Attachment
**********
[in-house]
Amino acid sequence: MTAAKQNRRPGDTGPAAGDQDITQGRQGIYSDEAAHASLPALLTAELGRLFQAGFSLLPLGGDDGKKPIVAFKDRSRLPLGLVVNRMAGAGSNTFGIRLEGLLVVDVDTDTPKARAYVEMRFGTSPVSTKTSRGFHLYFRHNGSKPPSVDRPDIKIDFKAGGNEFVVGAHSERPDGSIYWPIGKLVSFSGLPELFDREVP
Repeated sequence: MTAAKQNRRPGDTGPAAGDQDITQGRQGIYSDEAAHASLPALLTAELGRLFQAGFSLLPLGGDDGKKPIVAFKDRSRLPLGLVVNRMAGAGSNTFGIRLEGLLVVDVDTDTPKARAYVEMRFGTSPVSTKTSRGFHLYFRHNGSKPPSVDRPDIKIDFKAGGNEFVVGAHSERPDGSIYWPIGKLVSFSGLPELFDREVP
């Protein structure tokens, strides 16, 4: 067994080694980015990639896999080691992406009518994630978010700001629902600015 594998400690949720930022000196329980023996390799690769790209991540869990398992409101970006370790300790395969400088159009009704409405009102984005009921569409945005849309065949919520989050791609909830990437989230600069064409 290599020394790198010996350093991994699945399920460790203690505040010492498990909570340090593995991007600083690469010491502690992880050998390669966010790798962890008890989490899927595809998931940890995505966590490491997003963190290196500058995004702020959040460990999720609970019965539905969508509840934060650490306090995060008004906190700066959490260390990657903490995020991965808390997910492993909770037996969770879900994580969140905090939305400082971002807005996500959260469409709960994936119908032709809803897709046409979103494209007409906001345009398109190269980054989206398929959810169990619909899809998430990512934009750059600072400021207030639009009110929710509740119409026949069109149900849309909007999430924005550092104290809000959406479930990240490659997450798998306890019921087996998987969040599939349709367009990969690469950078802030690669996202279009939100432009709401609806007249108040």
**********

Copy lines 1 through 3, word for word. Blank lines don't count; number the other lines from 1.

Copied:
[in-house]
Amino acid sequence: MTAAKQNRRPGDTGPAAGDQDITQGRQGIYSDEAAHASLPALLTAELGRLFQAGFSLLPLGGDDGKKPIVAFKDRSRLPLGLVVNRMAGAGSNTFGIRLEGLLVVDVDTDTPKARAYVEMRFGTSPVSTKTSRGFHLYFRHNGSKPPSVDRPDIKIDFKAGGNEFVVGAHSERPDGSIYWPIGKLVSFSGLPELFDREVP
Repeated sequence: MTAAKQNRRPGDTGPAAGDQDITQGRQGIYSDEAAHASLPALLTAELGRLFQAGFSLLPLGGDDGKKPIVAFKDRSRLPLGLVVNRMAGAGSNTFGIRLEGLLVVDVDTDTPKARAYVEMRFGTSPVSTKTSRGFHLYFRHNGSKPPSVDRPDIKIDFKAGGNEFVVGAHSERPDGSIYWPIGKLVSFSGLPELFDREVP